Were you disappointed when you heard that new chancellor Philip Hammond had scrapped the government’s plans for a retail offering of Lloyds Banking Group (LSE: LLOY) shares? It would surely have been oversubscribed and we wouldn’t have got many each, but I’d have been happy with even just a few.

I reckon it would be madness to sell them off in the current climate at as little as 53p apiece today. But what will annoy many private investors is that the shares will now be going to the fat cats in the City via a phased offload scheme over the next 12 months.

The government made a noise about helping private investors get on to the share ownership ladder, but now that there are bigger things to occupy the minds of the electorate (such as the shambles that Brexit looks like turning into), it seems to be business as usual.

Should we buy?

So, with that option swept away from us, the question now is whether you should buy or sell Lloyds shares on the open market — and as a shareholder who’s holding on for the long term, I’d say buy.

Obviously the EU referendum result has hurt Lloyds shares, and they’re down 26% since polling day — and all our banks would be hurt if they really do lose out on passporting rights that allow them to provide a raft of services across the EU. But so far, Lloyds hasn’t suffered from any immediate impacts, and it’s looking like the cheapest of the big FTSE 100 banks.

We have a couple of years of falling earnings forecast, and those expectations have been cut back since the vote. But that still puts Lloyds shares on forward P/E multiples of only 7.3 this year followed by 8.4 next. That’s while the bank’s dividend yields are expected to top 6%, and though those forecasts might now not be met, there’s still plenty of headroom there.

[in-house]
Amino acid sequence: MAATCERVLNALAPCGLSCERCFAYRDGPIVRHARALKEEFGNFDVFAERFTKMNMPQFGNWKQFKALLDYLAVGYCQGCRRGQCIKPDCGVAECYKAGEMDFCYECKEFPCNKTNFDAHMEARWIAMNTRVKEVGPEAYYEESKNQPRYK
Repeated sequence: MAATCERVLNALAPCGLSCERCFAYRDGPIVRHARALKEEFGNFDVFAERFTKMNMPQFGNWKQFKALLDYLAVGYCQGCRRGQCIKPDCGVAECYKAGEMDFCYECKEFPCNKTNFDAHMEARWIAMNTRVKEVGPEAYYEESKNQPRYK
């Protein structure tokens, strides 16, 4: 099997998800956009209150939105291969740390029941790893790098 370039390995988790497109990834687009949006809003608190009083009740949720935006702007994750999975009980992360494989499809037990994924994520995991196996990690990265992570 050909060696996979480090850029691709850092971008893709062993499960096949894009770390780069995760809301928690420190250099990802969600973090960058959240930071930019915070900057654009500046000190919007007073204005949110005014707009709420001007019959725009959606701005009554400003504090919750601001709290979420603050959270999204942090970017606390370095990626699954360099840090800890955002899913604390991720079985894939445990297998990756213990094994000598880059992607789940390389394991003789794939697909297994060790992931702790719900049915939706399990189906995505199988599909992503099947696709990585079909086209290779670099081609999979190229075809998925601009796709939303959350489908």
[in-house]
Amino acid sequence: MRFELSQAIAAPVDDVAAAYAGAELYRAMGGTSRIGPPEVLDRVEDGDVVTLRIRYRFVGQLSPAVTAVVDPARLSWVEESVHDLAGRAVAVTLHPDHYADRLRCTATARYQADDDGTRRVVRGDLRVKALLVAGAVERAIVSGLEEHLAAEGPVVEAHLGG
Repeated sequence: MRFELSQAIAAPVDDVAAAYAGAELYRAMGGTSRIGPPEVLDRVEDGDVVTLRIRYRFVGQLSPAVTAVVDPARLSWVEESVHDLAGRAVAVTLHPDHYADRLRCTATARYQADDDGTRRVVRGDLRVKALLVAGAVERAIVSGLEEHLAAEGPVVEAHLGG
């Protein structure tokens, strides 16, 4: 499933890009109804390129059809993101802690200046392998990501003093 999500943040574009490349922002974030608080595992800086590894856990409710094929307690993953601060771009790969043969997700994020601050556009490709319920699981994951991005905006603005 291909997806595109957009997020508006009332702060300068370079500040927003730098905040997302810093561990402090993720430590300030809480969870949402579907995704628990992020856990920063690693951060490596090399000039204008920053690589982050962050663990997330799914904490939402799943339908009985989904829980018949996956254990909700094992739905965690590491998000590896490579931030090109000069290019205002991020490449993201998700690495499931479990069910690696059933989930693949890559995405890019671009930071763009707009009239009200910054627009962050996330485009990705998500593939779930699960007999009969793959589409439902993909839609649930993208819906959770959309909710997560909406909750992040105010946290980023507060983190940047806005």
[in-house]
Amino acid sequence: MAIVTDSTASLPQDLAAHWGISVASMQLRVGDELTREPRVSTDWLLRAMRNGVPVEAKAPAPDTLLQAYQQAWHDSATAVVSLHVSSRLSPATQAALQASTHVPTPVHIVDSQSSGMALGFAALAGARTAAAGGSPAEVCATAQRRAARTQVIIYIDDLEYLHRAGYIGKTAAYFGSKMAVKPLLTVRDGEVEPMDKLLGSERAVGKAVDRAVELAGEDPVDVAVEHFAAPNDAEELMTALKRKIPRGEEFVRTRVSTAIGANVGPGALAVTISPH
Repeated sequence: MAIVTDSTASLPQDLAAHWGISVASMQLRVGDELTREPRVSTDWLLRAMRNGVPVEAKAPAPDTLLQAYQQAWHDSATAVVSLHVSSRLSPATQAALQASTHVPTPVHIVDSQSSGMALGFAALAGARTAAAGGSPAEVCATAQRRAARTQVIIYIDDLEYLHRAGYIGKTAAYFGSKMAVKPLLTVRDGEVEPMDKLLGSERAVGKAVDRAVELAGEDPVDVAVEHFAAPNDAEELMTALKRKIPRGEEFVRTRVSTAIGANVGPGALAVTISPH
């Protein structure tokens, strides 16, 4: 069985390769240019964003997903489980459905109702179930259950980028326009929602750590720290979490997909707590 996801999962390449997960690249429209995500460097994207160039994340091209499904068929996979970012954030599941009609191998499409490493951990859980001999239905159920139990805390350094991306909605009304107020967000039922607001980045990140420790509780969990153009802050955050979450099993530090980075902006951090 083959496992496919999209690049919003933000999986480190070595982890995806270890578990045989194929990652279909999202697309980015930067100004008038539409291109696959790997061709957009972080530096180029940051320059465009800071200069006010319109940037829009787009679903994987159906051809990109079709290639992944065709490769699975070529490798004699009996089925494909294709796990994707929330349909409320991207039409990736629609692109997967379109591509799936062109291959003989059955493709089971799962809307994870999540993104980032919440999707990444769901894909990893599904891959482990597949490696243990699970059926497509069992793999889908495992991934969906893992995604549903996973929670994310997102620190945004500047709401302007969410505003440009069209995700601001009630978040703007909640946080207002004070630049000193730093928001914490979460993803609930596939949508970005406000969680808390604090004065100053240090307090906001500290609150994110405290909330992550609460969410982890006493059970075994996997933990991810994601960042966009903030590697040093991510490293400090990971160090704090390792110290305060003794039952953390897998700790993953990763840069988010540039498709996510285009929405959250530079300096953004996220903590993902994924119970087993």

Compare that with Barclays and HSBC, which are on P/E ratios of around 16 and 14 respectively, and Lloyds looks cheap — Barclays’ P/E does drop to 10 on 2017 forecasts, but that’s with dividends expected to yield under 2%. Even Royal Bank of Scotland, which is way behind the rest in recovering from the financial crisis, commands a P/E of 14.5.

Impressive liquidity

Lloyds looks to be about the best capitalised too, coming out top of the UK in the recent EU-wide stress tests with a fully loaded CET1 ratio of 10.1%. Lloyds described the result as “significantly above the group’s minimum capital requirements,” saying that it “reflects the de-risking undertaken and re-affirms the strong capital and balance sheet position of the group.

So what’s keeping Lloyds shares so low? Well, the extension of the PPI claims deadline by the Financial Conduct Authority certainly hasn’t helped, and Lloyds’ status as the UK’s biggest mortgage lender might scare those who fear a cooling property market (and who have similarly pushed down the share prices of our big housebuilders). But the PPI scandal will end, and the long-term demand for UK homes won’t.

The risk has increased for sure, but after the price crash I still see Lloyds shares as a bargain.

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Alan Oscroft owns shares of Lloyds Banking Group. The Motley Fool UK has recommended Barclays and HSBC Holdings. We Fools don't all hold the same opinions, but we all believe that considering a diverse range of insights makes us better investors.